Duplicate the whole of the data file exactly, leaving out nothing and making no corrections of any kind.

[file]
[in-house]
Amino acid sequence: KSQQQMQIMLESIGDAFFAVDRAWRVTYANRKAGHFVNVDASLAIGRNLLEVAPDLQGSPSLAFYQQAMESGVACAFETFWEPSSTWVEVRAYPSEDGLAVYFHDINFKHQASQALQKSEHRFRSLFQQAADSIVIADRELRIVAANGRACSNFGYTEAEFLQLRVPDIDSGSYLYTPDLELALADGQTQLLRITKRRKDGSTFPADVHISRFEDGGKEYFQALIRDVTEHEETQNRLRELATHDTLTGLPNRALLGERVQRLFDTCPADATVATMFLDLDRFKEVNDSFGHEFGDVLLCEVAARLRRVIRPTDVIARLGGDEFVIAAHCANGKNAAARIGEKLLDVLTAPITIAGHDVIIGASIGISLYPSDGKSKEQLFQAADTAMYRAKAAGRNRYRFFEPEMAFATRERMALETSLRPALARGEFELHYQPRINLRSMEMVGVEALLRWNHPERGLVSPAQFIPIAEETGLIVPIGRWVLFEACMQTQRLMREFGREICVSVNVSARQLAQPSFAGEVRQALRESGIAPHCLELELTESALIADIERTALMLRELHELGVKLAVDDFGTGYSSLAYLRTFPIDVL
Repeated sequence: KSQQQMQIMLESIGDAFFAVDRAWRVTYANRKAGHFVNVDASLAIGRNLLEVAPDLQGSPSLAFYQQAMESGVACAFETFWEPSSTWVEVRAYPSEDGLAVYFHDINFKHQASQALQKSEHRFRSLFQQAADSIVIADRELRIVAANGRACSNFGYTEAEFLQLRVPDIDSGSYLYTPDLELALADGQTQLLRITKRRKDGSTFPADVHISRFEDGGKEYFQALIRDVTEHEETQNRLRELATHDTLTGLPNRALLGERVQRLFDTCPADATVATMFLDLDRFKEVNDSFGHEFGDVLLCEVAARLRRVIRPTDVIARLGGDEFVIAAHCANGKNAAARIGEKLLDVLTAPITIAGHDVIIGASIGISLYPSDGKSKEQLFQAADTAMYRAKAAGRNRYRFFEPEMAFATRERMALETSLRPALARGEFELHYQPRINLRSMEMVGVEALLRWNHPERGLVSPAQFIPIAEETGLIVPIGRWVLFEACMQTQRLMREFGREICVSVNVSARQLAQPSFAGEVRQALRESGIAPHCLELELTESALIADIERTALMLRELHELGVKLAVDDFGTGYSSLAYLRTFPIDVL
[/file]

[in-house]
Amino acid sequence: KSQQQMQIMLESIGDAFFAVDRAWRVTYANRKAGHFVNVDASLAIGRNLLEVAPDLQGSPSLAFYQQAMESGVACAFETFWEPSSTWVEVRAYPSEDGLAVYFHDINFKHQASQALQKSEHRFRSLFQQAADSIVIADRELRIVAANGRACSNFGYTEAEFLQLRVPDIDSGSYLYTPDLELALADGQTQLLRITKRRKDGSTFPADVHISRFEDGGKEYFQALIRDVTEHEETQNRLRELATHDTLTGLPNRALLGERVQRLFDTCPADATVATMFLDLDRFKEVNDSFGHEFGDVLLCEVAARLRRVIRPTDVIARLGGDEFVIAAHCANGKNAAARIGEKLLDVLTAPITIAGHDVIIGASIGISLYPSDGKSKEQLFQAADTAMYRAKAAGRNRYRFFEPEMAFATRERMALETSLRPALARGEFELHYQPRINLRSMEMVGVEALLRWNHPERGLVSPAQFIPIAEETGLIVPIGRWVLFEACMQTQRLMREFGREICVSVNVSARQLAQPSFAGEVRQALRESGIAPHCLELELTESALIADIERTALMLRELHELGVKLAVDDFGTGYSSLAYLRTFPIDVL
Repeated sequence: KSQQQMQIMLESIGDAFFAVDRAWRVTYANRKAGHFVNVDASLAIGRNLLEVAPDLQGSPSLAFYQQAMESGVACAFETFWEPSSTWVEVRAYPSEDGLAVYFHDINFKHQASQALQKSEHRFRSLFQQAADSIVIADRELRIVAANGRACSNFGYTEAEFLQLRVPDIDSGSYLYTPDLELALADGQTQLLRITKRRKDGSTFPADVHISRFEDGGKEYFQALIRDVTEHEETQNRLRELATHDTLTGLPNRALLGERVQRLFDTCPADATVATMFLDLDRFKEVNDSFGHEFGDVLLCEVAARLRRVIRPTDVIARLGGDEFVIAAHCANGKNAAARIGEKLLDVLTAPITIAGHDVIIGASIGISLYPSDGKSKEQLFQAADTAMYRAKAAGRNRYRFFEPEMAFATRERMALETSLRPALARGEFELHYQPRINLRSMEMVGVEALLRWNHPERGLVSPAQFIPIAEETGLIVPIGRWVLFEACMQTQRLMREFGREICVSVNVSARQLAQPSFAGEVRQALRESGIAPHCLELELTESALIADIERTALMLRELHELGVKLAVDDFGTGYSSLAYLRTFPIDVL